Herbal and homeopathic medicines are specifically being examined, closely followed by acupuncture, but the impact will be felt by all complementary therapies. Sign the petition here:

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Craniosacral Therapy & Migraines

Craniosacral Therapy and its effectiveness for migraines got a mention in the Sunday Telegraph's Stella Magazine!:

"Craniosacral therapy, which uses gentle touch to manipulate the body, does exactly that. ‘Craniosacral therapy improves the circulation of cerebrospinal fluid and movement of fascia, the sheath of fibrous tissue that encloses the muscle. It also greatly benefits the central nervous system, which controls every system in the body from hormones to muscles,’ O’Connor explained.

I headed for a treatment three months ago. Far from being painful, I nearly dozed off. It didn’t wipe out my symptoms completely but I found was able to join in with my children’s One Direction warbling on the way to and from school, rather than demanding we travel in silence."

The Belly Button

In CST we often work with the naval centre. The belly button, made up of scar tissue is a reminder of our greatest battle: being born. Once tethering us to our mother, it is the portal through which we manifest into material existence. Supplying nutrients between bodies, it is our lifeline, and if cut too soon after birth, the shock can leave its mark. Consisting of reflex points that affect the health of the whole body, it is surrounded by neurons igniting communication through the gut and onto the brain. The original seat of consciousness, although for most deflected via the heart to the head; an anchor for our primary life force centre.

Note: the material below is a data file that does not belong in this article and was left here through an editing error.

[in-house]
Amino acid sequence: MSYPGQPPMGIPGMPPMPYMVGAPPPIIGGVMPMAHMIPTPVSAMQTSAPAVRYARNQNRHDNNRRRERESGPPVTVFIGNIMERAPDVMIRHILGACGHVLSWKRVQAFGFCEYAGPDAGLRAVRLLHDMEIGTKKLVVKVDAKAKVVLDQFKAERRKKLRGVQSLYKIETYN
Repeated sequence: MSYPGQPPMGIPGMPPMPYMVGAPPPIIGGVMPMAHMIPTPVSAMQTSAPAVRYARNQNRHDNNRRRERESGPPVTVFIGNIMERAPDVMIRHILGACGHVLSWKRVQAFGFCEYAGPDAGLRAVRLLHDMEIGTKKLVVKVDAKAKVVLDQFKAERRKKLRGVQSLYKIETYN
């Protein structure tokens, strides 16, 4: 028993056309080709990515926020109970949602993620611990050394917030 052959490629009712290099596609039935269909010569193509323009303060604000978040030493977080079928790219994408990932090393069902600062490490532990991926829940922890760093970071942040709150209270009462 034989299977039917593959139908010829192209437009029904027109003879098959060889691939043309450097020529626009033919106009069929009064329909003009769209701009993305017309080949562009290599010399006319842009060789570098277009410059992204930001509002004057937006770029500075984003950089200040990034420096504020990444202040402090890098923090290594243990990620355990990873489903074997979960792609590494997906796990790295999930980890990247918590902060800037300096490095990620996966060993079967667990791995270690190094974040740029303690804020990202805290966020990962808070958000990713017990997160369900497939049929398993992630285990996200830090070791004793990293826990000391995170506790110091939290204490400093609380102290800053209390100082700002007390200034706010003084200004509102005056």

Stress - National Stress Awareness Day

When I treat a stressed person during CST, their system often feels as if it is bubbling or fizzing, as if something is preparing to implode. Sometimes the body starts to lightly shake as releases begin to happen, or sometimes the system and body tissues can feel quite frozen or contracted. Emotions may surface, or there can simply be a deep sense of relief and relaxation. As the treatment progresses the breath deepens, fluidity returns and there is a sense of expansion and peace.